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Do You Know What Seagate Technology plc's (NASDAQ:STX) P/E Ratio Means?

Simply Wall St

This article is for investors who would like to improve their understanding of price to earnings ratios (P/E ratios). We'll apply a basic P/E ratio analysis to Seagate Technology plc's (NASDAQ:STX), to help you decide if the stock is worth further research. Looking at earnings over the last twelve months, Seagate Technology has a P/E ratio of 8.65. In other words, at today's prices, investors are paying $8.65 for every $1 in prior year profit.

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View our latest analysis for Seagate Technology

How Do I Calculate Seagate Technology's Price To Earnings Ratio?

The formula for price to earnings is:

Price to Earnings Ratio = Price per Share ÷ Earnings per Share (EPS)

Or for Seagate Technology:

P/E of 8.65 = $45.22 ÷ $5.23 (Based on the trailing twelve months to March 2019.)

Is A High Price-to-Earnings Ratio Good?

The higher the P/E ratio, the higher the price tag of a business, relative to its trailing earnings. That is not a good or a bad thing per se, but a high P/E does imply buyers are optimistic about the future.

How Growth Rates Impact P/E Ratios

P/E ratios primarily reflect market expectations around earnings growth rates. Earnings growth means that in the future the 'E' will be higher. That means even if the current P/E is high, it will reduce over time if the share price stays flat. So while a stock may look expensive based on past earnings, it could be cheap based on future earnings.

Seagate Technology's earnings made like a rocket, taking off 82% last year. Even better, EPS is up 72% per year over three years. So we'd absolutely expect it to have a relatively high P/E ratio.

Does Seagate Technology Have A Relatively High Or Low P/E For Its Industry?

One good way to get a quick read on what market participants expect of a company is to look at its P/E ratio. We can see in the image below that the average P/E (17.5) for companies in the tech industry is higher than Seagate Technology's P/E.

NasdaqGS:STX Price Estimation Relative to Market, May 21st 2019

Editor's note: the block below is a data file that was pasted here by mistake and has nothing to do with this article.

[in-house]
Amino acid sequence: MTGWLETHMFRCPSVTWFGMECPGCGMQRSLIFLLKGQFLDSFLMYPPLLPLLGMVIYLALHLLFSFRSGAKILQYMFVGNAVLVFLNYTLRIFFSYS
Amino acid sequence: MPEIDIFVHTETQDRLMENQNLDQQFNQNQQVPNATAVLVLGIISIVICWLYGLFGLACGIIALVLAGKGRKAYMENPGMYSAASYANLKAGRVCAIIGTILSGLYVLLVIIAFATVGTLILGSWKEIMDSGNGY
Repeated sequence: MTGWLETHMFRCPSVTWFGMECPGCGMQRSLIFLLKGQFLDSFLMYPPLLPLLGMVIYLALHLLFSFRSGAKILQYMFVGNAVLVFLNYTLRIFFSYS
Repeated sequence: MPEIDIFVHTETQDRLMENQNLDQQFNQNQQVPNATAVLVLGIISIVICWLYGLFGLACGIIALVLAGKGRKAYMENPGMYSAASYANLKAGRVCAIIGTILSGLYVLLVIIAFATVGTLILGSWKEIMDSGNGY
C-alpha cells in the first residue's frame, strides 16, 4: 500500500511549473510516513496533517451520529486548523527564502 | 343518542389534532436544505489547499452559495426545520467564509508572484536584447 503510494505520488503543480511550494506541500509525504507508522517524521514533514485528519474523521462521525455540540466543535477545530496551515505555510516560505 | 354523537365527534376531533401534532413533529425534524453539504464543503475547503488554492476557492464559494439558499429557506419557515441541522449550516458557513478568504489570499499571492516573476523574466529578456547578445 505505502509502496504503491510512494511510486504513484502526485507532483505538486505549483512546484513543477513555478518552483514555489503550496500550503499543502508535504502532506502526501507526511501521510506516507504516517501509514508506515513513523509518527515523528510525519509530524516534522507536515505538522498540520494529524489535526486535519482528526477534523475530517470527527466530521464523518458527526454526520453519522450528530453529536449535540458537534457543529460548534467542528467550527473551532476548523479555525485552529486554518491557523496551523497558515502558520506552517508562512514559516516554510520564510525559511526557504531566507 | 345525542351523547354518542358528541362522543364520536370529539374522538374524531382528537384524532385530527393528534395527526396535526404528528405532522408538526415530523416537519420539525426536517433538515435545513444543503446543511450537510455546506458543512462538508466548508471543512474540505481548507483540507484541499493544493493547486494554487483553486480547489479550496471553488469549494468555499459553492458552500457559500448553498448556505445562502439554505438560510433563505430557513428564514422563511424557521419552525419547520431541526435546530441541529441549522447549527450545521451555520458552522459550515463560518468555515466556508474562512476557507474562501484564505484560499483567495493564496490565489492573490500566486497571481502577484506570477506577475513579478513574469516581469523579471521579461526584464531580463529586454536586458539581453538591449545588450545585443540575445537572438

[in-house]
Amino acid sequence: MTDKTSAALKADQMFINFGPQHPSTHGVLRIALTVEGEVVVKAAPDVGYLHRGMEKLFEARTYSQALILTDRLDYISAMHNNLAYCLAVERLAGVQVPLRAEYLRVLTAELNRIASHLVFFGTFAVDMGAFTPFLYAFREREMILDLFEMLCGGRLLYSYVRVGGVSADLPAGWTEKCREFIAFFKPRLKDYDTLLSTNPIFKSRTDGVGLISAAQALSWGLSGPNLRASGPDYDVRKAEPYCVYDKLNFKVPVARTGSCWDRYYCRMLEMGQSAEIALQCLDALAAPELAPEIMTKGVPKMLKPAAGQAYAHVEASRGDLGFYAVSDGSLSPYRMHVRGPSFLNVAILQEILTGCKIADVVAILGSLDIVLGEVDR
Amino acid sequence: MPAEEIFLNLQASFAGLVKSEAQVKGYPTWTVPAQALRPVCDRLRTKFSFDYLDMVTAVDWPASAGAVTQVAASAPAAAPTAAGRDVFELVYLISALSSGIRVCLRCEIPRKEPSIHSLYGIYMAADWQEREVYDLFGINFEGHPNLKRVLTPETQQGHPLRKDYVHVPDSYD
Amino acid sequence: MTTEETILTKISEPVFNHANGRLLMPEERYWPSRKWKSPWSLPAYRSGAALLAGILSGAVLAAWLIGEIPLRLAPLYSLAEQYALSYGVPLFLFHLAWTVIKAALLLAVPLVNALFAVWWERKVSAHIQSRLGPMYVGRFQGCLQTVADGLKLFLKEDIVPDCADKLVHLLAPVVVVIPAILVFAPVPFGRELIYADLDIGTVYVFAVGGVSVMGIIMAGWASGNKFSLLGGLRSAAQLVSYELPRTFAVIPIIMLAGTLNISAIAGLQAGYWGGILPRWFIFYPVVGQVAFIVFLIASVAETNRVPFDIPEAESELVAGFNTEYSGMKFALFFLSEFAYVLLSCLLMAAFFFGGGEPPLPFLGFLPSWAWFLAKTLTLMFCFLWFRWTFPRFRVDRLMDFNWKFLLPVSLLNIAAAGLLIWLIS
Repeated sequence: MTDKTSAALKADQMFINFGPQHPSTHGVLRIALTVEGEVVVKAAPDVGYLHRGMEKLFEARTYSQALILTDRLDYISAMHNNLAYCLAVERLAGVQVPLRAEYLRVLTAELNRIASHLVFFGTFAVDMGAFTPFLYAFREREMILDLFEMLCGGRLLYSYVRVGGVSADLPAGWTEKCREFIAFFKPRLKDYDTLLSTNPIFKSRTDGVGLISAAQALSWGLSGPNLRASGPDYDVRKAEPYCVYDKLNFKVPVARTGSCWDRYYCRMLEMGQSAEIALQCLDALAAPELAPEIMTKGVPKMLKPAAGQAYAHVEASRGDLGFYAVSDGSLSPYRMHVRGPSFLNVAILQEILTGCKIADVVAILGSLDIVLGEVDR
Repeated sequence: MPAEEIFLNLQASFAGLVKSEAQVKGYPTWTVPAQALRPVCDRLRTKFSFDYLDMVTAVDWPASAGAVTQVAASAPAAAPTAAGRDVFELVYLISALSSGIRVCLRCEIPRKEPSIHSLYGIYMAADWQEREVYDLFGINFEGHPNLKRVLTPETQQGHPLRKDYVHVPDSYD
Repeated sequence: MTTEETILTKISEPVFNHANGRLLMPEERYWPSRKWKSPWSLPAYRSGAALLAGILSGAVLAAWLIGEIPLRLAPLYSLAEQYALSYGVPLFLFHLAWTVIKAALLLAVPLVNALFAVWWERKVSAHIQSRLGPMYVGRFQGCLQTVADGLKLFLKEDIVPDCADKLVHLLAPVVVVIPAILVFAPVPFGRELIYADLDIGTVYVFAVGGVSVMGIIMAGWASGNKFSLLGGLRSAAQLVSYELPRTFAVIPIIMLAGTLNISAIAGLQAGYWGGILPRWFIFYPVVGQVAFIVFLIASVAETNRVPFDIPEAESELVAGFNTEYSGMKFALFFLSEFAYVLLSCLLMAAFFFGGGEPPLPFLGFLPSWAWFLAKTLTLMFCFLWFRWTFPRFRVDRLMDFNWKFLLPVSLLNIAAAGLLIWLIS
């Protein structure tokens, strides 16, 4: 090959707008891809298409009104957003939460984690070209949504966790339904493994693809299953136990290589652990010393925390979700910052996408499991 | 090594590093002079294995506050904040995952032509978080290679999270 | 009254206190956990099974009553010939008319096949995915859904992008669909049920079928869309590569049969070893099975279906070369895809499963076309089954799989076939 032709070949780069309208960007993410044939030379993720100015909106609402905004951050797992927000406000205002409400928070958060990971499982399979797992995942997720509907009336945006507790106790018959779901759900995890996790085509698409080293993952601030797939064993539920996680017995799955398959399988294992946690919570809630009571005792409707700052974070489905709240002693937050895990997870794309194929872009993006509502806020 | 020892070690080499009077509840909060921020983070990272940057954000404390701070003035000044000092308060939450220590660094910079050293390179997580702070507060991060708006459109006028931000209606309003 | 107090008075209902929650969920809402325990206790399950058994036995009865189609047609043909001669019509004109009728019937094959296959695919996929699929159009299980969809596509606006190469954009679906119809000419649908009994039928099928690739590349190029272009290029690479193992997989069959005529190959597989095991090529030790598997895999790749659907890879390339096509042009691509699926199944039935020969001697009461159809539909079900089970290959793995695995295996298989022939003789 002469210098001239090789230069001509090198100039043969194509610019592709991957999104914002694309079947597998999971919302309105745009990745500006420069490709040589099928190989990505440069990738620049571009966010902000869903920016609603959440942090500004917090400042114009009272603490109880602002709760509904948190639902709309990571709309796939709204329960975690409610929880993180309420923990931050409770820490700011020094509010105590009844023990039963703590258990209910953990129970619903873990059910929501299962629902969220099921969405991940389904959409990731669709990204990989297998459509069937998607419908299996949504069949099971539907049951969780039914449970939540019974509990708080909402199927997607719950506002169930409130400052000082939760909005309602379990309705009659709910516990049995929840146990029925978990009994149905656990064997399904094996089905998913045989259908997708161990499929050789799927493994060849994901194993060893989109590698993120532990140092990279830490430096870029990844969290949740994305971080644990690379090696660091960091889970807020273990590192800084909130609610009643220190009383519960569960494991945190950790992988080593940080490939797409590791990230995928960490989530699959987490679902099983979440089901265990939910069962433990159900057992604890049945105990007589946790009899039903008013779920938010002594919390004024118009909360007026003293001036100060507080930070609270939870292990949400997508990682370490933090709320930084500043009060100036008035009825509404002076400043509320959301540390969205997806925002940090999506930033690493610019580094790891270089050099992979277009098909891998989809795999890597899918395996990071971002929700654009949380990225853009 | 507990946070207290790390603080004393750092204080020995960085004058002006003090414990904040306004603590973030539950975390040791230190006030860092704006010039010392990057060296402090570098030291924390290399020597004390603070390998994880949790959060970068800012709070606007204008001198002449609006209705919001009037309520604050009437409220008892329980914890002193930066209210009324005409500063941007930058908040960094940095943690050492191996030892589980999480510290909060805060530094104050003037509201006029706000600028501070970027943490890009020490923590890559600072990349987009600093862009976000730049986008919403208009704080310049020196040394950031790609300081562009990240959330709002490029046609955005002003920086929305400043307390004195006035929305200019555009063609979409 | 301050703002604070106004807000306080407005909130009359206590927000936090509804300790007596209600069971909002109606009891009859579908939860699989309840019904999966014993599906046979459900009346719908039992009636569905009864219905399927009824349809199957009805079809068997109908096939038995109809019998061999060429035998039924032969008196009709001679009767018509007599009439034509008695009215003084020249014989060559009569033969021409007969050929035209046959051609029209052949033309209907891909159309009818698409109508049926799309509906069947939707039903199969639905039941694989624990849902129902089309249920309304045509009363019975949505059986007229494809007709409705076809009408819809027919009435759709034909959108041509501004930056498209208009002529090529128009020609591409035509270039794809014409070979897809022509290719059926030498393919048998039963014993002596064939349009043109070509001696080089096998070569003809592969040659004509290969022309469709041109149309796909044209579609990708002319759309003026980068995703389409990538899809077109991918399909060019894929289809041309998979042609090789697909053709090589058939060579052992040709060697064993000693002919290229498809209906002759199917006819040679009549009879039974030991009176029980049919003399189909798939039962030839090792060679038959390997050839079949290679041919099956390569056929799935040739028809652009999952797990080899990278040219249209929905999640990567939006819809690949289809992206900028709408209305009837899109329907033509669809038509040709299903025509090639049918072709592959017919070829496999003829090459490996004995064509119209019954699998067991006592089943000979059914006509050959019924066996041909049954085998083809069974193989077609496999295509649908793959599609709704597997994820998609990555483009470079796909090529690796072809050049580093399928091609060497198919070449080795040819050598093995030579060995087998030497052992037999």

Seagate Technology's P/E tells us that market participants think it will not fare as well as its peers in the same industry. Many investors like to buy stocks when the market is pessimistic about their prospects. It is arguably worth checking if insiders are buying shares, because that might imply they believe the stock is undervalued.

Remember: P/E Ratios Don't Consider The Balance Sheet

The 'Price' in P/E reflects the market capitalization of the company. In other words, it does not consider any debt or cash that the company may have on the balance sheet. Hypothetically, a company could reduce its future P/E ratio by spending its cash (or taking on debt) to achieve higher earnings.

While growth expenditure doesn't always pay off, the point is that it is a good option to have; but one that the P/E ratio ignores.

So What Does Seagate Technology's Balance Sheet Tell Us?

Seagate Technology has net debt equal to 25% of its market cap. While it's worth keeping this in mind, it isn't a worry.

The Bottom Line On Seagate Technology's P/E Ratio

Seagate Technology's P/E is 8.6 which is below average (17.7) in the US market. The company hasn't stretched its balance sheet, and earnings growth was good last year. If it continues to grow, then the current low P/E may prove to be unjustified.

Investors should be looking to buy stocks that the market is wrong about. If it is underestimating a company, investors can make money by buying and holding the shares until the market corrects itself. So this free visual report on analyst forecasts could hold the key to an excellent investment decision.

Of course you might be able to find a better stock than Seagate Technology. So you may wish to see this free collection of other companies that have grown earnings strongly.

We aim to bring you long-term focused research analysis driven by fundamental data. Note that our analysis may not factor in the latest price-sensitive company announcements or qualitative material.

If you spot an error that warrants correction, please contact the editor at editorial-team@simplywallst.com. This article by Simply Wall St is general in nature. It does not constitute a recommendation to buy or sell any stock, and does not take account of your objectives, or your financial situation. Simply Wall St has no position in the stocks mentioned. Thank you for reading.